That second part has been giving Archer trouble. Drawing inferences is exactly what's hard for him. He understands the words well enough -- even the literal meaning of the sentence -- but making the lateral move to interpret a proverb or elaborate on a pithy chiasm stumps him.
For example, the thought for November 4, 2009 was: "One machine can do the work of 50 ordinary men, and zero machines can do the work of one extraordinary man." Archer explained that as follows: "A machine can do 50 short pieces of work at once, but it can't do 1 long piece of work."
The teacher grades their interpretations, and Archer consistently gets one and a half out of a possible four points. You can see him trying to improve by elaborating on his answer in his November 18 try. The thought was "We are what we repeatedly do. Excellence then is not an act, but a habit. -- Aristotle." Archer wrote: "Excellence is not acting something repeatedly in the future -- excellence would be having a habit repeatedly. To show that excellence is a habit, we are what we repeatedly do."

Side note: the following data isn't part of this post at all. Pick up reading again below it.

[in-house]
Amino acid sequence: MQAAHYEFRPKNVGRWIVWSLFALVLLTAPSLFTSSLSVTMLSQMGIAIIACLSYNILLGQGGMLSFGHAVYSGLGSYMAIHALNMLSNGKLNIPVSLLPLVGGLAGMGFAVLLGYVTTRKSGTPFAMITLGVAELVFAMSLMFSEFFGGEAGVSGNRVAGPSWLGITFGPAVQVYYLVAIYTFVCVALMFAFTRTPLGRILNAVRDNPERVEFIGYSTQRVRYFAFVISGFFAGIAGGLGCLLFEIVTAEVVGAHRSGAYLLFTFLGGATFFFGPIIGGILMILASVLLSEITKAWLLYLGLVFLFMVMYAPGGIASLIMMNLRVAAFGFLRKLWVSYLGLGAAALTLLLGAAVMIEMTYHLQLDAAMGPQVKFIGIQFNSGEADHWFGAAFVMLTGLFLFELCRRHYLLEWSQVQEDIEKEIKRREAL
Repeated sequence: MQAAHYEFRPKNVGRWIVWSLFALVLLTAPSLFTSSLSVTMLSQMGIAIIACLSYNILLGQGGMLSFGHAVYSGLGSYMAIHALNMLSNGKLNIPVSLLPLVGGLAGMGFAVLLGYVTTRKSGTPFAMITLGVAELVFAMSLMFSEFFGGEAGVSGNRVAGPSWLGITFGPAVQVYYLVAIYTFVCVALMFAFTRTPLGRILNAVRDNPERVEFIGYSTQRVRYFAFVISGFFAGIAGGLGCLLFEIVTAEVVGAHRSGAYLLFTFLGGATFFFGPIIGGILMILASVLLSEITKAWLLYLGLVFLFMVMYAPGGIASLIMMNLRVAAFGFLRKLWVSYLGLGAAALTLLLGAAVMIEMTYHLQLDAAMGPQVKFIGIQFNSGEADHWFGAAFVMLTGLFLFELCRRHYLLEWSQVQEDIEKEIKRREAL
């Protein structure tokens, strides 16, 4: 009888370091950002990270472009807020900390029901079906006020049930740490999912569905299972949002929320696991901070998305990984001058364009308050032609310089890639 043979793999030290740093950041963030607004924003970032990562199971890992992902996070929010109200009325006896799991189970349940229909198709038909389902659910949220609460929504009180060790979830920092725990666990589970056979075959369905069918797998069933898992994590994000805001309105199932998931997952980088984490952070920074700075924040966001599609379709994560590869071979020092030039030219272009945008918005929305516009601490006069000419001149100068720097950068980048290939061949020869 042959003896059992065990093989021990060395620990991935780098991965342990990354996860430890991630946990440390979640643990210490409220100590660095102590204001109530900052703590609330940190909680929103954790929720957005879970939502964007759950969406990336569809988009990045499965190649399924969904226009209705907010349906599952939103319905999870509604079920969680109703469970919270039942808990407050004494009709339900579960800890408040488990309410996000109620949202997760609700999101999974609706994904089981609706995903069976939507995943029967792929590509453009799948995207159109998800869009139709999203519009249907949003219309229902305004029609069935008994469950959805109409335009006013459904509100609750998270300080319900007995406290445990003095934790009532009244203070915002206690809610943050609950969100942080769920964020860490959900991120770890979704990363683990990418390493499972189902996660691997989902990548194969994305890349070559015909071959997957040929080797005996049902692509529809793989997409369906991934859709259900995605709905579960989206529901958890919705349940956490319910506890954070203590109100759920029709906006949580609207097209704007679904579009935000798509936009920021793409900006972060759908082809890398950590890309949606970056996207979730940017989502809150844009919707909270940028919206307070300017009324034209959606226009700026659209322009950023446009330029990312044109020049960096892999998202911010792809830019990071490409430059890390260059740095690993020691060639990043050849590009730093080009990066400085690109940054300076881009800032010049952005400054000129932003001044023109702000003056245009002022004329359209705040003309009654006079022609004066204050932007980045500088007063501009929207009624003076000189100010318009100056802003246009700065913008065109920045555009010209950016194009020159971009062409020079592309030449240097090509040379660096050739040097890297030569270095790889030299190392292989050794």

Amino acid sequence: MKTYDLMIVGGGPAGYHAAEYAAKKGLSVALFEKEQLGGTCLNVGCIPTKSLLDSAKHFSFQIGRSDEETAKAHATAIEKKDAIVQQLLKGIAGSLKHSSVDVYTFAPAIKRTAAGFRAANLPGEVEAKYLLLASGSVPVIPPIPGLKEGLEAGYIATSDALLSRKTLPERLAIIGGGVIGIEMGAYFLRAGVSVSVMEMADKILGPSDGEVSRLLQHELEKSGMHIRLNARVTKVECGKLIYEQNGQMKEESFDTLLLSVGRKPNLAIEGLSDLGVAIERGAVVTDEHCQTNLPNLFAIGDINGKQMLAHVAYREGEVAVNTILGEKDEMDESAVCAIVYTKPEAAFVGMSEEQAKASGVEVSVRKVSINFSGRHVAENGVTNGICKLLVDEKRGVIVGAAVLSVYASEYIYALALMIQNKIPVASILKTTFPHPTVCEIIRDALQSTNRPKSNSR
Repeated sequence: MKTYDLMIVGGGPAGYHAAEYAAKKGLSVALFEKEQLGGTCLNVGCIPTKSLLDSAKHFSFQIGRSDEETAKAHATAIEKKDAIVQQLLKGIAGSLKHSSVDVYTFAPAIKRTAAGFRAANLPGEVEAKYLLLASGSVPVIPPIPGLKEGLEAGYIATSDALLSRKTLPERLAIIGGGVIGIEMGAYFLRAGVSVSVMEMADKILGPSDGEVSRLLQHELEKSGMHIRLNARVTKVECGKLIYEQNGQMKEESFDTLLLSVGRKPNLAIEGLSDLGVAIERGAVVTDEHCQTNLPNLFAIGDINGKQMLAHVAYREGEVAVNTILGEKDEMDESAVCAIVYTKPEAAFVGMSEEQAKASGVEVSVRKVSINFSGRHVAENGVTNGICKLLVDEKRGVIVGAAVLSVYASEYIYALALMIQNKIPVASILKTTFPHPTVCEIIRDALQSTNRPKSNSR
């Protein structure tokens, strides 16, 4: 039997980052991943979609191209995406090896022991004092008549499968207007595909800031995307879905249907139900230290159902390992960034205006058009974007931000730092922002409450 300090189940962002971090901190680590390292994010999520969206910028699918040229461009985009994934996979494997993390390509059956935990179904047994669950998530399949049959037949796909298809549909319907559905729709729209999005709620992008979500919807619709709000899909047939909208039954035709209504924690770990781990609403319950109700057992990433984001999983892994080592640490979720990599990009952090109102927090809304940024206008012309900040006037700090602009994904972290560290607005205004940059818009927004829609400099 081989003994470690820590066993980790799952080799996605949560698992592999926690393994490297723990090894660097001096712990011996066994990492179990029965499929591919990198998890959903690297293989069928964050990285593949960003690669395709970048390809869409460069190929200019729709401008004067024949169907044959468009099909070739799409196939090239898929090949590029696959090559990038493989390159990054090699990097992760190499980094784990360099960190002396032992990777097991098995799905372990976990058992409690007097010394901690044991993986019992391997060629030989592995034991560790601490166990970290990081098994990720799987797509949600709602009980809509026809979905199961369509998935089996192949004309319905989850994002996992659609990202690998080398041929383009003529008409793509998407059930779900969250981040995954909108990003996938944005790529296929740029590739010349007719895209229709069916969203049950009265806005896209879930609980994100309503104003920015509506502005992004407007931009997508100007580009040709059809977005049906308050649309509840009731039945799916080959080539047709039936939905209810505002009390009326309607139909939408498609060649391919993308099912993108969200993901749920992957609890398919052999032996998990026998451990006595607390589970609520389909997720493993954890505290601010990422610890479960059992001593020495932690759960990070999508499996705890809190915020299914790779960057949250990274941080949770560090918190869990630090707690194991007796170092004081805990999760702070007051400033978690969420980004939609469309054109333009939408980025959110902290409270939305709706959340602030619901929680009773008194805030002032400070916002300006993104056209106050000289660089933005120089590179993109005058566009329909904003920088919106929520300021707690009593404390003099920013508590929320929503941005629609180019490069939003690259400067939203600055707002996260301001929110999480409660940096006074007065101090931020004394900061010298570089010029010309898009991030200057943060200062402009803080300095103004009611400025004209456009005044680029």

But this week I actually think he grasped the thought -- although he characteristically expresses it through his numerical obsession. For January 6, 2010, the quote was: "Our enemy is mediocrity."
Archer explained: "I think it means that when you're trying for an A or B, watch out for mediocre grades such as C or D. Watch out for 50% test result! The medium percentage (50%) is the worst grade (F)."